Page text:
The software works like this. When it is configured you specify the backlash of each of the linear positioning devices of your machine. The software knows which side of the nut thread that the screw thread is in contact with at all times. It “knows” this because it knows which way it turned the screw last. If it turns the screw in the same direction as it was last turned it knows there will be no backlash and so does no compensation. Whenever it turns the screw in the opposite way from the way it was last turned it knows it has to add enough turn of the screw to take up the backlash before it will actually start moving the nut and the carriage to which it is attached.
Although such a scheme works fine in theory, movement of the carriage and nut that is not done explicitly by the positioning software can render this unworkable in actual practice. The conditions under which software backlash compensation will work are enumerated below. Note that all conditions must be met for it to work.
Most backlash reduction schemes involve mechanical pre-loading of the nut for movement in both directions. In the examples above when the screw was actually driving the nut and carriage, the screw was driving the load of the carriage assembly. If it starts turning the other way it is unloaded until the backlash is taken up, at which point it begins driving the load of the carriage assembly the other way. Preloading, that is, imposing a load on both sides of the screw thread simultaneously even while it is not moving means there is never backlash that needs to be taken up.
The generalized way to preload is to make sure the nut is in contact with both sides of the screw threads at all times. One of the most common ways to do this is to use two nuts, each in contact with one of the surfaces of the screw thread, as in figure 3. One way to do this is to secure both nuts to the carriage in some way that allows both adjustment of their positions along the thread and some way to secure them once properly positioned. In practice such an arrangement has some problems when metal nuts are used with metal screw, as tolerances of the screw and nuts, small positioning irregularities and expansion and contraction of the metal components with changes in temperature tend to make things bind up. But this can work surprisingly well when plastic nuts are used on a metal screw. Another common way to preload the screw is to mount only one of the nuts to the carriage and have the other secured to the mounted nut by some linear slide mechanism that keeps it from spinning on the screw. The two nuts are then pushed apart (or pulled together) by a spring. The problem with this approach is that the spring force must exceed that presented by the load of the carriage assembly and this can cause considerable friction and wear of the screw and/or nut. Again, this is less of an issue with some plastic nuts. The advantage of this arrangement is that the assembly is self adjusting for wear.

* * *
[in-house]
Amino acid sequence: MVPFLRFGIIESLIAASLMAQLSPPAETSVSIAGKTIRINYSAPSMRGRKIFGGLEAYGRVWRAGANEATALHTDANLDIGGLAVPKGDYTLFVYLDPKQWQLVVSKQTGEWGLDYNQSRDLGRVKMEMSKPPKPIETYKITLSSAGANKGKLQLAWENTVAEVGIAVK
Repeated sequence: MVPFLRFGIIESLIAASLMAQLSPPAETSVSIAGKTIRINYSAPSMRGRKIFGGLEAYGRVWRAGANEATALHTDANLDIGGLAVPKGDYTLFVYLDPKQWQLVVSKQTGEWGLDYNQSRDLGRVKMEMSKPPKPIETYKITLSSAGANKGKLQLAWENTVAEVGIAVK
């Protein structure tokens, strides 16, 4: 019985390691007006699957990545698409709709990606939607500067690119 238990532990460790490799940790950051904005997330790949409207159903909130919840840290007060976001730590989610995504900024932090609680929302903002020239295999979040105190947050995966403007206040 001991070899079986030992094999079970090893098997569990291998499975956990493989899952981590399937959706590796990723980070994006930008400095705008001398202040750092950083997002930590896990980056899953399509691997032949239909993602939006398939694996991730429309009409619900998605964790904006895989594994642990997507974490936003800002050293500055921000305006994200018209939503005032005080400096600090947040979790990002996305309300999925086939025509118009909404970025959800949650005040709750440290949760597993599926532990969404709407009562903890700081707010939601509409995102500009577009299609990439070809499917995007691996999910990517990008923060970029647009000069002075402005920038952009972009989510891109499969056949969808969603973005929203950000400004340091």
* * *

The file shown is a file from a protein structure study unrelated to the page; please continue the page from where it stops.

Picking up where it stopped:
The other common mechanism for preloading is to use a split nut. A kerf is sawed into the nut so that it crosses the threaded surface but does not cut the nut in half. Adjusting screws are placed which can be used to squeeze together (or push apart) the nut over the split. As this part of the thread is bent, it can make contact with the screw thread, thus preloading the nut. Self-adjusting versions of this approach are also used. These usually have the split on the end of the nut and the outside of the nut widens out over the split. A metal collar around the nut, forced out by a spring squeezes the split together and makes the threads contact those of the screw. This is the approach used in most commercially available self adjusting anti backlash nuts.